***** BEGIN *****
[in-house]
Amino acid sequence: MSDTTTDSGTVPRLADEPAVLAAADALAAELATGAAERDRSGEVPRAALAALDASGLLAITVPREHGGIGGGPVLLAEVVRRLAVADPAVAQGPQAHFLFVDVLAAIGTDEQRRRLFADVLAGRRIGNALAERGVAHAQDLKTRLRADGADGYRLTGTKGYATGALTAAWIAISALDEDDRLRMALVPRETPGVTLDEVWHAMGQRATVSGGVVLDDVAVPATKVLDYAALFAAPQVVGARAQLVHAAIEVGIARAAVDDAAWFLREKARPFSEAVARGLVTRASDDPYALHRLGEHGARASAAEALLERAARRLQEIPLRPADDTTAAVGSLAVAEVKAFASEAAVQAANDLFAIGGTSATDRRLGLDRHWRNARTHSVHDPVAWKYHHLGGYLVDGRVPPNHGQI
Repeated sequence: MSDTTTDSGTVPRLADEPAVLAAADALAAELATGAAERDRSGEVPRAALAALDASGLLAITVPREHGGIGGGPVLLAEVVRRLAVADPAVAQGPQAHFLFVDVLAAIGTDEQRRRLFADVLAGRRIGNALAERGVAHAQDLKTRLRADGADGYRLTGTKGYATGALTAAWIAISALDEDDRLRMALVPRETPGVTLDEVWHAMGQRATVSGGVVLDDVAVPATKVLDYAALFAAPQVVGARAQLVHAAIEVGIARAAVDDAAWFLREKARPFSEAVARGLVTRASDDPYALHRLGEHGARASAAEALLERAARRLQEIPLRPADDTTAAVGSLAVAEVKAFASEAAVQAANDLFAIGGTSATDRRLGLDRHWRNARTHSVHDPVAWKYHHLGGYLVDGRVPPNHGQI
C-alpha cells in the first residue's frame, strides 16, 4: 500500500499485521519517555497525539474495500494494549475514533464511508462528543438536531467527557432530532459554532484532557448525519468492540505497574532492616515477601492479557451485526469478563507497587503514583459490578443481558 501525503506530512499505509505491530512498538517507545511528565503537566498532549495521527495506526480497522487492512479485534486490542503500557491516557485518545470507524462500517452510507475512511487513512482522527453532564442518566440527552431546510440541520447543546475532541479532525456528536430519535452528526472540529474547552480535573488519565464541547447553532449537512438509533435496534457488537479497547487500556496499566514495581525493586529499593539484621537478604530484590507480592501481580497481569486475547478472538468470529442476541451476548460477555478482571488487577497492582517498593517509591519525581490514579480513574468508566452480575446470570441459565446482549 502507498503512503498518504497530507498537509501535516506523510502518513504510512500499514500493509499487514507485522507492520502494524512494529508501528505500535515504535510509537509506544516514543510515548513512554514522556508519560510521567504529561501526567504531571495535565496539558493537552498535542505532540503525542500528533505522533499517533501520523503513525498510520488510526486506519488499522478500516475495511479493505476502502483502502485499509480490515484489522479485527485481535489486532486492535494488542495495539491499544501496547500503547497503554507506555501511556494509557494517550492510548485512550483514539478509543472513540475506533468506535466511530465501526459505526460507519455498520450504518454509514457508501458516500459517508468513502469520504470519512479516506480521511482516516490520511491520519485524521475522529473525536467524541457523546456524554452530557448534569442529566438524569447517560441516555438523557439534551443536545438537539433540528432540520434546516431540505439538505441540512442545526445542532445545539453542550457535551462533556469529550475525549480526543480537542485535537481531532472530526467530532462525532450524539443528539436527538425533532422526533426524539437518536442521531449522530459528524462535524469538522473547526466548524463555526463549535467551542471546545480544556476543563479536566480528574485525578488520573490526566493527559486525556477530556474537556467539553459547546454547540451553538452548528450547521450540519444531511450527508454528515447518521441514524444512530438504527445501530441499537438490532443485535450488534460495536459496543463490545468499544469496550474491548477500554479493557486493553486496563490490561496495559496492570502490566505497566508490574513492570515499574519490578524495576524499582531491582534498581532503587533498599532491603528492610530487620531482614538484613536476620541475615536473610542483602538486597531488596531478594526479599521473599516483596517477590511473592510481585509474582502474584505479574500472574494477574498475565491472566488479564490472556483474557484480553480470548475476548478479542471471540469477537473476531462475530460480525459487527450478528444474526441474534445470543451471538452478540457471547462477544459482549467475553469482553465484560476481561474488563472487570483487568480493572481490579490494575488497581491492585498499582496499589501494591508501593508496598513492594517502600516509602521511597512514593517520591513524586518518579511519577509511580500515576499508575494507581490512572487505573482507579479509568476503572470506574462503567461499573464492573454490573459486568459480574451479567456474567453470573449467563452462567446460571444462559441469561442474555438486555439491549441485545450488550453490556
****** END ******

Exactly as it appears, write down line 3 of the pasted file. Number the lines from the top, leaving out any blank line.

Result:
Repeated sequence: MSDTTTDSGTVPRLADEPAVLAAADALAAELATGAAERDRSGEVPRAALAALDASGLLAITVPREHGGIGGGPVLLAEVVRRLAVADPAVAQGPQAHFLFVDVLAAIGTDEQRRRLFADVLAGRRIGNALAERGVAHAQDLKTRLRADGADGYRLTGTKGYATGALTAAWIAISALDEDDRLRMALVPRETPGVTLDEVWHAMGQRATVSGGVVLDDVAVPATKVLDYAALFAAPQVVGARAQLVHAAIEVGIARAAVDDAAWFLREKARPFSEAVARGLVTRASDDPYALHRLGEHGARASAAEALLERAARRLQEIPLRPADDTTAAVGSLAVAEVKAFASEAAVQAANDLFAIGGTSATDRRLGLDRHWRNARTHSVHDPVAWKYHHLGGYLVDGRVPPNHGQI